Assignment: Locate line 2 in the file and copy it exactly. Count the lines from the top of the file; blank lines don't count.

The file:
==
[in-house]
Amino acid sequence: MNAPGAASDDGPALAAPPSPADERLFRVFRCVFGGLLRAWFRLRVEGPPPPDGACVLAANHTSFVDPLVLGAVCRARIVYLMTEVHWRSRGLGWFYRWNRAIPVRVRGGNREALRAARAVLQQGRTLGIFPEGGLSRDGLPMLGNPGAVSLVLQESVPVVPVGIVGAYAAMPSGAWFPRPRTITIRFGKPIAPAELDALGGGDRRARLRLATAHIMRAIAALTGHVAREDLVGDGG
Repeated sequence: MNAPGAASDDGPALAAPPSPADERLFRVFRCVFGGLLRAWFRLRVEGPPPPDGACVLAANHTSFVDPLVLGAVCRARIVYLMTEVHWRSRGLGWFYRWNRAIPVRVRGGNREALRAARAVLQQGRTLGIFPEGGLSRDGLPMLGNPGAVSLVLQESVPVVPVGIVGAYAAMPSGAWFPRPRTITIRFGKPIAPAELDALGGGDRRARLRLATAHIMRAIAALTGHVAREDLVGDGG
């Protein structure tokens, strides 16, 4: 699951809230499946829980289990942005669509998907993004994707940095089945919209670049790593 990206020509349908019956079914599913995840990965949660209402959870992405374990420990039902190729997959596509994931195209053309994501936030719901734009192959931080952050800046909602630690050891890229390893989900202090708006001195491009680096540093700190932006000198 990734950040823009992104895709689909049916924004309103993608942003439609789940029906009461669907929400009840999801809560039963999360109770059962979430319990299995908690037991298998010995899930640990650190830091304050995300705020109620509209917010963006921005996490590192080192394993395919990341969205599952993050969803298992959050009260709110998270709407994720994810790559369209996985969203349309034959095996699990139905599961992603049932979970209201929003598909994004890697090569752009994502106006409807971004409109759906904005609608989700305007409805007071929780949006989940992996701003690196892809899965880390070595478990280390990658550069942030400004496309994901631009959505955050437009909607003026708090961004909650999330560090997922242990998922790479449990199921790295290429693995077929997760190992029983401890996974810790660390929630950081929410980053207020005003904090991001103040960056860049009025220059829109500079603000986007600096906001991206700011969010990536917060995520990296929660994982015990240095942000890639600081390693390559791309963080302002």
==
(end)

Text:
Amino acid sequence: MNAPGAASDDGPALAAPPSPADERLFRVFRCVFGGLLRAWFRLRVEGPPPPDGACVLAANHTSFVDPLVLGAVCRARIVYLMTEVHWRSRGLGWFYRWNRAIPVRVRGGNREALRAARAVLQQGRTLGIFPEGGLSRDGLPMLGNPGAVSLVLQESVPVVPVGIVGAYAAMPSGAWFPRPRTITIRFGKPIAPAELDALGGGDRRARLRLATAHIMRAIAALTGHVAREDLVGDGG